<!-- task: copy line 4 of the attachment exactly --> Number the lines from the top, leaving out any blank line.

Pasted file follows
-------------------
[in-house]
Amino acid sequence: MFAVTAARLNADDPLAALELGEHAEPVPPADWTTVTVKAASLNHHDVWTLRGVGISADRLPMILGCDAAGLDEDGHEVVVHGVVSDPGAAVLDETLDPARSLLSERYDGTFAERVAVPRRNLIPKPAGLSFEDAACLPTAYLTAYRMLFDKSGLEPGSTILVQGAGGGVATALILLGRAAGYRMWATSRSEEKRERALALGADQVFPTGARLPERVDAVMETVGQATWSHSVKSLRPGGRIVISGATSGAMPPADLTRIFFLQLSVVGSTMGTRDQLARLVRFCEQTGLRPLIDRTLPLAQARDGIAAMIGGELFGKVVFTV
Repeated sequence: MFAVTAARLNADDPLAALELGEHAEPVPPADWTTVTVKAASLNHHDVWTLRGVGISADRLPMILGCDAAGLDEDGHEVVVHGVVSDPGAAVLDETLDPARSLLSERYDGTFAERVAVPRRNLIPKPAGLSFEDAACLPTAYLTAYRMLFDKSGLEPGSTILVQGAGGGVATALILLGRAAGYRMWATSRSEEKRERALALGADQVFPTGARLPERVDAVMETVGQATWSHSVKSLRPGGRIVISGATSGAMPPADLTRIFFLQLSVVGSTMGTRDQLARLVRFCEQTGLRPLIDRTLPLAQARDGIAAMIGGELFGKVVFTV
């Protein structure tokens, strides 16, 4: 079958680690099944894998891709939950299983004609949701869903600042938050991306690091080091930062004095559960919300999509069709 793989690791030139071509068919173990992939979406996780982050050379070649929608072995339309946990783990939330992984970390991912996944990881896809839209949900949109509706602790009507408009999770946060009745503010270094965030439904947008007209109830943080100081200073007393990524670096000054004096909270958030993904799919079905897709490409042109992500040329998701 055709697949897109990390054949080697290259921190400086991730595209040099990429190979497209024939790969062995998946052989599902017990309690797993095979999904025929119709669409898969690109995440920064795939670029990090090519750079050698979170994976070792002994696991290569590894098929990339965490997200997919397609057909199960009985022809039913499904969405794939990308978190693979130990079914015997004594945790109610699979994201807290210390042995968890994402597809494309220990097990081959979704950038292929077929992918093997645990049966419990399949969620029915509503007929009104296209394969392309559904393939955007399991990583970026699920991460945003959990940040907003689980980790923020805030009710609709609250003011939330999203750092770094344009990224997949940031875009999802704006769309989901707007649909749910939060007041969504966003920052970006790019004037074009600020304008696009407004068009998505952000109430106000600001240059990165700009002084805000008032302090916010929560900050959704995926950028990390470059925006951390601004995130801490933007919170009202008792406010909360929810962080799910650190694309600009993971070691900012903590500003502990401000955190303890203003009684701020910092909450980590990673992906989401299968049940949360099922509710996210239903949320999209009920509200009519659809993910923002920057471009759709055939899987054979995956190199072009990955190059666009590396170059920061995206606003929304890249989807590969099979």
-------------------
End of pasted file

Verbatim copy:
């Protein structure tokens, strides 16, 4: 079958680690099944894998891709939950299983004609949701869903600042938050991306690091080091930062004095559960919300999509069709 793989690791030139071509068919173990992939979406996780982050050379070649929608072995339309946990783990939330992984970390991912996944990881896809839209949900949109509706602790009507408009999770946060009745503010270094965030439904947008007209109830943080100081200073007393990524670096000054004096909270958030993904799919079905897709490409042109992500040329998701 055709697949897109990390054949080697290259921190400086991730595209040099990429190979497209024939790969062995998946052989599902017990309690797993095979999904025929119709669409898969690109995440920064795939670029990090090519750079050698979170994976070792002994696991290569590894098929990339965490997200997919397609057909199960009985022809039913499904969405794939990308978190693979130990079914015997004594945790109610699979994201807290210390042995968890994402597809494309220990097990081959979704950038292929077929992918093997645990049966419990399949969620029915509503007929009104296209394969392309559904393939955007399991990583970026699920991460945003959990940040907003689980980790923020805030009710609709609250003011939330999203750092770094344009990224997949940031875009999802704006769309989901707007649909749910939060007041969504966003920052970006790019004037074009600020304008696009407004068009998505952000109430106000600001240059990165700009002084805000008032302090916010929560900050959704995926950028990390470059925006951390601004995130801490933007919170009202008792406010909360929810962080799910650190694309600009993971070691900012903590500003502990401000955190303890203003009684701020910092909450980590990673992906989401299968049940949360099922509710996210239903949320999209009920509200009519659809993910923002920057471009759709055939899987054979995956190199072009990955190059666009590396170059920061995206606003929304890249989807590969099979």